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What is the minimal Hamming distance of $12$-error detecting code and $8$-error correcting code?

We know that a code is said to be $x$ error detecting if, and only if, the minimum Hamming distance between any two of its codewords is at least $x+1$ ($13$ in our case). In addition a code is $y$-errors correcting if, and only if, the minimum Hamming distance between any two of its codewords is at least $2y+1$ ($17$ in our case). Then the overall minimal Hamming distance of the code should be $17$. But I think we need an additional bit in order to distinguish between the case of detecting $3$ errors and correcting $1$ error. Another special case is correcting $2$ errors vs. detecting $5$, correcting $3$ errors and detecting $7$ errors, correcting $4$ errors and detecting $9$ and correcting $5$ errors and detecting $11$. Does this mean we need additional $5$ bits to account for additional $5$ special cases or we just need $1$ additional bit which will be enough for each special case?

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The way to think about this is the following. Let $k_d$ be the number of errors you want to detect and $k_c$ be the number of errors you want to correct.

Any pair $(k_d,k_c)$ satisfying

$$ 2k_c+k_d+1\leq d_{min} $$ can be simultaneously detected and corrected, you do not need the extra bit. If you like you can think of an inner radius of $k_c$ for correction and an outer shell of $k_d$ for detection and an extra distance of $1$ to ensure separation. Let $c$ be a codeword and $c'$ be another at distance exactly $d_{min}$ away $$ \begin{array}{cccccc} codeword & \leftarrow~distance~\rightarrow & \leftarrow~distance~\rightarrow & \leftrightarrow & \leftarrow~distance~\rightarrow & codeword \\ \mathbb{c}& ~\cdots~k_c~\cdots & \cdots~ k_d ~\cdots & 1 & \cdots ~ k_c ~\cdots & \mathbb{c}'\\ \end{array} $$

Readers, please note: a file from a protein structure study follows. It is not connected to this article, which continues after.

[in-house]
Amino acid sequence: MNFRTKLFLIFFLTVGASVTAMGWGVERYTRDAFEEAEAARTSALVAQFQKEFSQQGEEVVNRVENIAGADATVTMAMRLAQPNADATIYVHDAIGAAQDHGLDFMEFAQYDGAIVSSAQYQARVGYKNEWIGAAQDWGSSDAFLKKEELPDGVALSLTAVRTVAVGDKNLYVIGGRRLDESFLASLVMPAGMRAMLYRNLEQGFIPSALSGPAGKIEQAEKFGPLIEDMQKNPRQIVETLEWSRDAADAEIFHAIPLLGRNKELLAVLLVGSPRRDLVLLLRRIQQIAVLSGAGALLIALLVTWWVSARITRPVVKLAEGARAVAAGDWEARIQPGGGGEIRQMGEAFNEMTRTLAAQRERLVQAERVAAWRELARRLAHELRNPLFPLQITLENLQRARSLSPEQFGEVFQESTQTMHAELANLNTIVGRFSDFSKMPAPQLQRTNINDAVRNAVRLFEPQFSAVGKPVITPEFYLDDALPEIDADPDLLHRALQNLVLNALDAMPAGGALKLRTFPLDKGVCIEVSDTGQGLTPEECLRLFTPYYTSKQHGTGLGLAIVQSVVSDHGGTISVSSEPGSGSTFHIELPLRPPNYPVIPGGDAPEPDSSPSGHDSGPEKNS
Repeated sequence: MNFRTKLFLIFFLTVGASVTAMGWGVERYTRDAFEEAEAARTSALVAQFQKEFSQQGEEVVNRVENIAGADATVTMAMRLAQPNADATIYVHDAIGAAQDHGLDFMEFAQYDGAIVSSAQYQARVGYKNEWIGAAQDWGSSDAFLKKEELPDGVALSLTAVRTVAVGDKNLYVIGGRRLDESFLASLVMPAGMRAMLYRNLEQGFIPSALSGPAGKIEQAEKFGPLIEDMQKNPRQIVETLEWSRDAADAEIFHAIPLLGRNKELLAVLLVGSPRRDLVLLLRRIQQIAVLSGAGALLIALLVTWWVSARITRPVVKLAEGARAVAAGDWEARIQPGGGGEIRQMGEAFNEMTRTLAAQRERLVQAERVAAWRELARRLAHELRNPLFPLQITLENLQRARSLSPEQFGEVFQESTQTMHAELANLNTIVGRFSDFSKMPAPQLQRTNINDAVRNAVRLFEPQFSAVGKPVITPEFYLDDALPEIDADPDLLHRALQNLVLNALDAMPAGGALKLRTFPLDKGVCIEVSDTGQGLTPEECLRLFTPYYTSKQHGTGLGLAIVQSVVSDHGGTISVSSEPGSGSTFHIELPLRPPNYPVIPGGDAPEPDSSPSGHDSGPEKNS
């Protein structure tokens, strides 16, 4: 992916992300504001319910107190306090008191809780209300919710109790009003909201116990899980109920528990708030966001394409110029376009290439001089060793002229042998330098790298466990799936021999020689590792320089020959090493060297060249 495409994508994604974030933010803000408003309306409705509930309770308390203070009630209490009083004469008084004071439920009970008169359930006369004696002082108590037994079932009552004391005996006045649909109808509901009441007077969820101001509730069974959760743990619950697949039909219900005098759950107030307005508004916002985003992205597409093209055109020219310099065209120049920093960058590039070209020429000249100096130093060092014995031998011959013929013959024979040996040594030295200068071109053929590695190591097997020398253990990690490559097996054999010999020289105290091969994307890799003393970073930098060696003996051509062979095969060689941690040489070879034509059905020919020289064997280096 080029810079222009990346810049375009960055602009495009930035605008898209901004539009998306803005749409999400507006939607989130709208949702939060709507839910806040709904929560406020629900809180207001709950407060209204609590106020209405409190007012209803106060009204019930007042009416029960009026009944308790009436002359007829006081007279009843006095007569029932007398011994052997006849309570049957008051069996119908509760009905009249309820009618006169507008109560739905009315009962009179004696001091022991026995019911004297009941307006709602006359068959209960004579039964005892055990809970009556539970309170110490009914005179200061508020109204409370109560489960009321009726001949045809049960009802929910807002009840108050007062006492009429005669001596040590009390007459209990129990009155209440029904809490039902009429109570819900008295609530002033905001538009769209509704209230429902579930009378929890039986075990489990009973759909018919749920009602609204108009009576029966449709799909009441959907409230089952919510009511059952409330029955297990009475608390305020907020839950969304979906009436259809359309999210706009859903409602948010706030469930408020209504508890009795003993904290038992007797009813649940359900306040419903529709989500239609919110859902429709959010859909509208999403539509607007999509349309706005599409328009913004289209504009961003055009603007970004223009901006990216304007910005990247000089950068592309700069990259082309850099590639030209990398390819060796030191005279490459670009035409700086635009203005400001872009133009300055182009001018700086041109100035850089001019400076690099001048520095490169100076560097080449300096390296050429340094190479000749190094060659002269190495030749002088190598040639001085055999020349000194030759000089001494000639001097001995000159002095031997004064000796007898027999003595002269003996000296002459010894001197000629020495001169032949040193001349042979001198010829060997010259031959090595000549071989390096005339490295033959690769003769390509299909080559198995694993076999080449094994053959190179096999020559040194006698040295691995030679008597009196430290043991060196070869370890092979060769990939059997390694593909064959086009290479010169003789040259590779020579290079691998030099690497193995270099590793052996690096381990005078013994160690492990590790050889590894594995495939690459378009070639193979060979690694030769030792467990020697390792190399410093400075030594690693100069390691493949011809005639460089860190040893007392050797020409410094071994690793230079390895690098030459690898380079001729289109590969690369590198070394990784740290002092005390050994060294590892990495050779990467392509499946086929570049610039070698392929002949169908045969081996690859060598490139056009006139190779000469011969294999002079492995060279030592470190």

In the two extremes, we have by letting $k_c=0$ (don't want to correct errors) $$ k_d+1\leq d_{min} $$ and by letting $k_d=0$ (don't want to detect errors) $$ 2k_c+1\leq d_{min}. $$

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  • $\begingroup$ What is the meaning of the extra distance of $1$? Does this mean the answer would be $2k_c+1=17+1=18$? $\endgroup$
    – Yos
    Commented Jul 21, 2020 at 7:40
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    $\begingroup$ that's your $2y+1$ the 1 is not extra, it's the usual $1$ ensuring two spheres don't meet, which would destroy unique decoding. If you are correcting your 2 spheres of radius $y$ around the two codewords must be disjoint, thus an extra bit of 1 is needed to ensure this. going backwards, $d-1$ errors can be detected and $\lfloor (d-1)/2\rfloor$ can be corrected. $\endgroup$
    – kodlu
    Commented Jul 21, 2020 at 8:24
  • $\begingroup$ So the answer should be $2y+1$ or $2k_c+k_d+1$? $\endgroup$
    – Yos
    Commented Jul 21, 2020 at 8:44
  • $\begingroup$ I think the answer should be $12+8+1=21$ because if it's less than $21$ we can't know for sure if $x$ errors were detected or $y$ errors need to be corrected. What part of your answer says that? $\endgroup$
    – Yos
    Commented Jul 23, 2020 at 12:55
  • $\begingroup$ You decide what you want to correct. Then use the relationship to obtain how many you can detect. Or vice versa. $\endgroup$
    – kodlu
    Commented Jul 23, 2020 at 14:16

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